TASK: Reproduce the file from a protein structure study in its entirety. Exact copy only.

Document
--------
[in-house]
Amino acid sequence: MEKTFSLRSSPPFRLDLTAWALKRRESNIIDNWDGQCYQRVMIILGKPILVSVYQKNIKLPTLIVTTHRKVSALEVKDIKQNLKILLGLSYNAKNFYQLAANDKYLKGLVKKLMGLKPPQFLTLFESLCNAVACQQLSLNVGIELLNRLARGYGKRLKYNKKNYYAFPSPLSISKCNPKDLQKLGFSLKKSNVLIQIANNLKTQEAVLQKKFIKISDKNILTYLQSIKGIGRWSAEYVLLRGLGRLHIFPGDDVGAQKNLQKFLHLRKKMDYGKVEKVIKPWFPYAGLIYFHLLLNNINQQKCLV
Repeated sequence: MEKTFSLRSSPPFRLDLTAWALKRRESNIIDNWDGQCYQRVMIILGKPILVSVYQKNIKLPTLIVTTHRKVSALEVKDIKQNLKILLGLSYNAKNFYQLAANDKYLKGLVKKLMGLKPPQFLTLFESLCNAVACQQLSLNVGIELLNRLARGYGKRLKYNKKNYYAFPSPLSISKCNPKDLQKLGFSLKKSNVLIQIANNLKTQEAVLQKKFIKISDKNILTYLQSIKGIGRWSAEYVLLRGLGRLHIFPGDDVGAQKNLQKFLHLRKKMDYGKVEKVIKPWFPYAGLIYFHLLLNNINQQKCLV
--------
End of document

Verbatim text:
[in-house]
Amino acid sequence: MEKTFSLRSSPPFRLDLTAWALKRRESNIIDNWDGQCYQRVMIILGKPILVSVYQKNIKLPTLIVTTHRKVSALEVKDIKQNLKILLGLSYNAKNFYQLAANDKYLKGLVKKLMGLKPPQFLTLFESLCNAVACQQLSLNVGIELLNRLARGYGKRLKYNKKNYYAFPSPLSISKCNPKDLQKLGFSLKKSNVLIQIANNLKTQEAVLQKKFIKISDKNILTYLQSIKGIGRWSAEYVLLRGLGRLHIFPGDDVGAQKNLQKFLHLRKKMDYGKVEKVIKPWFPYAGLIYFHLLLNNINQQKCLV
Repeated sequence: MEKTFSLRSSPPFRLDLTAWALKRRESNIIDNWDGQCYQRVMIILGKPILVSVYQKNIKLPTLIVTTHRKVSALEVKDIKQNLKILLGLSYNAKNFYQLAANDKYLKGLVKKLMGLKPPQFLTLFESLCNAVACQQLSLNVGIELLNRLARGYGKRLKYNKKNYYAFPSPLSISKCNPKDLQKLGFSLKKSNVLIQIANNLKTQEAVLQKKFIKISDKNILTYLQSIKGIGRWSAEYVLLRGLGRLHIFPGDDVGAQKNLQKFLHLRKKMDYGKVEKVIKPWFPYAGLIYFHLLLNNINQQKCLV